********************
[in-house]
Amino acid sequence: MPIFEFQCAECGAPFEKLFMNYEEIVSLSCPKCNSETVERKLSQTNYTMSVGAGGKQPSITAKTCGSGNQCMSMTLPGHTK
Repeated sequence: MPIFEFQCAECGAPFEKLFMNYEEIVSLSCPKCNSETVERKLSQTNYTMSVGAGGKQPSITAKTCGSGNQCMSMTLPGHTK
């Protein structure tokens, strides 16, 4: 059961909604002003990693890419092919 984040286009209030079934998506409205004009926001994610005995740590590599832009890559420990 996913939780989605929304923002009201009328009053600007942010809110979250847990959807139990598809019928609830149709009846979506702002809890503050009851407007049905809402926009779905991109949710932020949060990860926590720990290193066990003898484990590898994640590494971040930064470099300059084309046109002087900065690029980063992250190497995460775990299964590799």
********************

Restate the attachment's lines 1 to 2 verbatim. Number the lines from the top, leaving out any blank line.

[in-house]
Amino acid sequence: MPIFEFQCAECGAPFEKLFMNYEEIVSLSCPKCNSETVERKLSQTNYTMSVGAGGKQPSITAKTCGSGNQCMSMTLPGHTK